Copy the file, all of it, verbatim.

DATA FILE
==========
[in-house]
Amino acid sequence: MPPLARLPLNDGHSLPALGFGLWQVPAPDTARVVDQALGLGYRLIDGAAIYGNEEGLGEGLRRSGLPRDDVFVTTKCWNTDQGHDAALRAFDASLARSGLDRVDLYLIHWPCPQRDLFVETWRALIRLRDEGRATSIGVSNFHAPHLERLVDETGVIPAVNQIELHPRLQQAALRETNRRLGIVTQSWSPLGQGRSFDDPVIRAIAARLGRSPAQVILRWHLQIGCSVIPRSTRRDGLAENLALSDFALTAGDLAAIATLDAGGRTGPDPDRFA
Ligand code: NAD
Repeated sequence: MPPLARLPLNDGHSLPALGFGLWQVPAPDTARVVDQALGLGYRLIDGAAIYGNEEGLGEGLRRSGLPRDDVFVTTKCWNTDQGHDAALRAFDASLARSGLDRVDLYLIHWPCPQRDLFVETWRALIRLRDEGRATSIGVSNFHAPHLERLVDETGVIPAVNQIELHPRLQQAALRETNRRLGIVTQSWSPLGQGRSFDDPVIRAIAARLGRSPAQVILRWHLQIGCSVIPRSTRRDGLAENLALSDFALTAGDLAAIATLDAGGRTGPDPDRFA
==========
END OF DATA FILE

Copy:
[in-house]
Amino acid sequence: MPPLARLPLNDGHSLPALGFGLWQVPAPDTARVVDQALGLGYRLIDGAAIYGNEEGLGEGLRRSGLPRDDVFVTTKCWNTDQGHDAALRAFDASLARSGLDRVDLYLIHWPCPQRDLFVETWRALIRLRDEGRATSIGVSNFHAPHLERLVDETGVIPAVNQIELHPRLQQAALRETNRRLGIVTQSWSPLGQGRSFDDPVIRAIAARLGRSPAQVILRWHLQIGCSVIPRSTRRDGLAENLALSDFALTAGDLAAIATLDAGGRTGPDPDRFA
Ligand code: NAD
Repeated sequence: MPPLARLPLNDGHSLPALGFGLWQVPAPDTARVVDQALGLGYRLIDGAAIYGNEEGLGEGLRRSGLPRDDVFVTTKCWNTDQGHDAALRAFDASLARSGLDRVDLYLIHWPCPQRDLFVETWRALIRLRDEGRATSIGVSNFHAPHLERLVDETGVIPAVNQIELHPRLQQAALRETNRRLGIVTQSWSPLGQGRSFDDPVIRAIAARLGRSPAQVILRWHLQIGCSVIPRSTRRDGLAENLALSDFALTAGDLAAIATLDAGGRTGPDPDRFA